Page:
It’s a different meaning to the phrase ‘morning glory’ that we’re all used to.
The spectacular cloud phenomenon forms after dawn for about two months a year across North Australia’s Gulf of Carpenteria, the Telegraph reports.
The clouds have been described as “a huge roll of cotton wool that stretches from one horizon to the other and is moving across the landscape at something like 40 kilometres per hour [25 miles per hour],” by Garrett Russell from the Caboolture Gliding Club in Queensland.
The clouds are a big of a meteorological enigma. This is what they look like from a satellite view:
The formation can occur as a lone strip or as a series of straight rolls, typically about 100 yards wide and up to 1.2 miles high.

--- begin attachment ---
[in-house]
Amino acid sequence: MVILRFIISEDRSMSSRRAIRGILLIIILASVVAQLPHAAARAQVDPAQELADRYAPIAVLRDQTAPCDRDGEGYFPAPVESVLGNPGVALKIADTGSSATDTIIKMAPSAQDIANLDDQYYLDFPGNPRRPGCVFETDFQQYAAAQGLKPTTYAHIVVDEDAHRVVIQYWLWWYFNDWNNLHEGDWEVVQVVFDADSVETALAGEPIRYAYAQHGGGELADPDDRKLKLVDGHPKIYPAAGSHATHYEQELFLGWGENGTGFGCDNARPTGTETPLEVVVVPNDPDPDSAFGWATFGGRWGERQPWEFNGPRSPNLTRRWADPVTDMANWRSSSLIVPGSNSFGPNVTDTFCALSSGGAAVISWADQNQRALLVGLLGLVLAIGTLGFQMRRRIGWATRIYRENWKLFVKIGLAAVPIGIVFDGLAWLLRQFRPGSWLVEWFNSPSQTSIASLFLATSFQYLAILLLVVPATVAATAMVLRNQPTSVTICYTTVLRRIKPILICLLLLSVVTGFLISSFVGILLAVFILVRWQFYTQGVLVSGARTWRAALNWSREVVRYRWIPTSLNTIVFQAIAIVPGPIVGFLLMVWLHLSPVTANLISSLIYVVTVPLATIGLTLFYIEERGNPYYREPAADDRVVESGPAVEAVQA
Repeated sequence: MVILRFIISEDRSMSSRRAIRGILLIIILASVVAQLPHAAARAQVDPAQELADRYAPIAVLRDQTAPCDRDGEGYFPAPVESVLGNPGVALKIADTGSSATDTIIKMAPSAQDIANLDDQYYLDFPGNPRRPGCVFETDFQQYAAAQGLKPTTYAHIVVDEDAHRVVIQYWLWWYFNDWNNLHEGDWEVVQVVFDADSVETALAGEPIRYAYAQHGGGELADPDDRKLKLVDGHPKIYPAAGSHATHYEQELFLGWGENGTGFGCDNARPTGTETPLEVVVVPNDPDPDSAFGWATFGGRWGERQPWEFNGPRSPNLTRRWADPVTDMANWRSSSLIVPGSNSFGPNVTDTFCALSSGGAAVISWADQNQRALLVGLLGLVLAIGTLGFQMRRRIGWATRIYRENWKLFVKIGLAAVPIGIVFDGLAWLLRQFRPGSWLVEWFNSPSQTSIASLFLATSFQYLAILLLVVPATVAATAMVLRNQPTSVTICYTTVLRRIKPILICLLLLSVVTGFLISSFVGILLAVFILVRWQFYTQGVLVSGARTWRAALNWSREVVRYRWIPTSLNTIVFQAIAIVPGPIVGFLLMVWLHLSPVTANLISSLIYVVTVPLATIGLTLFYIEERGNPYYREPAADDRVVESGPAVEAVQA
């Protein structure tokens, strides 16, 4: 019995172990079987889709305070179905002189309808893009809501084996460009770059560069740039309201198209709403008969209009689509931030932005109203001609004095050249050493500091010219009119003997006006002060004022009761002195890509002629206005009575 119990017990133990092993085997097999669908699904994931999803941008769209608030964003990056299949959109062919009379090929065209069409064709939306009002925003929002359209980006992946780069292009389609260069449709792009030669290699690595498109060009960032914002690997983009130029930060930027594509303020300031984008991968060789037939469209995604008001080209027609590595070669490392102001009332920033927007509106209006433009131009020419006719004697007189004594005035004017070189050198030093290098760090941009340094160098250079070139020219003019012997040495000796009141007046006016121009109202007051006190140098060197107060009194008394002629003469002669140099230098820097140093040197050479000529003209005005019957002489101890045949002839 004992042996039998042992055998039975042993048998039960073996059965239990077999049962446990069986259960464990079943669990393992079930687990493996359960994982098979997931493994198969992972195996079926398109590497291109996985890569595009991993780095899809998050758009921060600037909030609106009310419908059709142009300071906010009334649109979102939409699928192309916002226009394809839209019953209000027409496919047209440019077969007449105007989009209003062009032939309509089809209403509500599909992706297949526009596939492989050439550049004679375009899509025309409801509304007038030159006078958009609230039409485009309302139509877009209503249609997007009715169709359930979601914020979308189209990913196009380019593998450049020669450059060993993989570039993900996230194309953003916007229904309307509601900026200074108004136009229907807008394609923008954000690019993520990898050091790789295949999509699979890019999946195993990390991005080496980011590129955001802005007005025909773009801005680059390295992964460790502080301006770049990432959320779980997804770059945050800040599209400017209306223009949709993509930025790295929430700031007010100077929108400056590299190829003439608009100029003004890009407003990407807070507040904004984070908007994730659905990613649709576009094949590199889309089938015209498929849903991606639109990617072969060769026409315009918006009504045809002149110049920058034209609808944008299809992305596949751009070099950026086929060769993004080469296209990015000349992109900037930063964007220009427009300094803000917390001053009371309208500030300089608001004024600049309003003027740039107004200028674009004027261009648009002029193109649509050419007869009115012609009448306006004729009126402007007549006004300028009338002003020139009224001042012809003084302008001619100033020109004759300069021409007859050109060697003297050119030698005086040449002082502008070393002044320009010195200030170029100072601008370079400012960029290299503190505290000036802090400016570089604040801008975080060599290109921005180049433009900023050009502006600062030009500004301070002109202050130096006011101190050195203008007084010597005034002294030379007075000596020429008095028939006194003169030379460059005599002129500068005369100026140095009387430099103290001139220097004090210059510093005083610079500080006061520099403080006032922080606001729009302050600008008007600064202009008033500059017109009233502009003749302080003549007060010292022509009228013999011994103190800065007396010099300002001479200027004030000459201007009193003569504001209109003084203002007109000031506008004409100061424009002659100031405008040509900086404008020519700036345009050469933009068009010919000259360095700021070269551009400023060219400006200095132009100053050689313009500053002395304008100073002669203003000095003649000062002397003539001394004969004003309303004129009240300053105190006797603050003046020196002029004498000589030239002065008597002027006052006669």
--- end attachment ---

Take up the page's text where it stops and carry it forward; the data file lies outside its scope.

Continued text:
Mr Russell said:
If you’re flying at full speed, with a cloud off to your side, sometimes you might have a wing dipped into the cloud and it reminds me of when you see a surfer put his hand out and cut through the wave.
Another pilot likened it to surfing: “We use the motor [in the glider] to get out and make contact with the cloud, and then we turn the engine off basically and commence gliding.”
The formation typically occurs over the sea but was witnessed in July over farmland around the small town of Blackall.
Apparently there are fewer people who have ridden the morning glory than have climbed Mount Everest (remember we’re talking about clouds and planes here).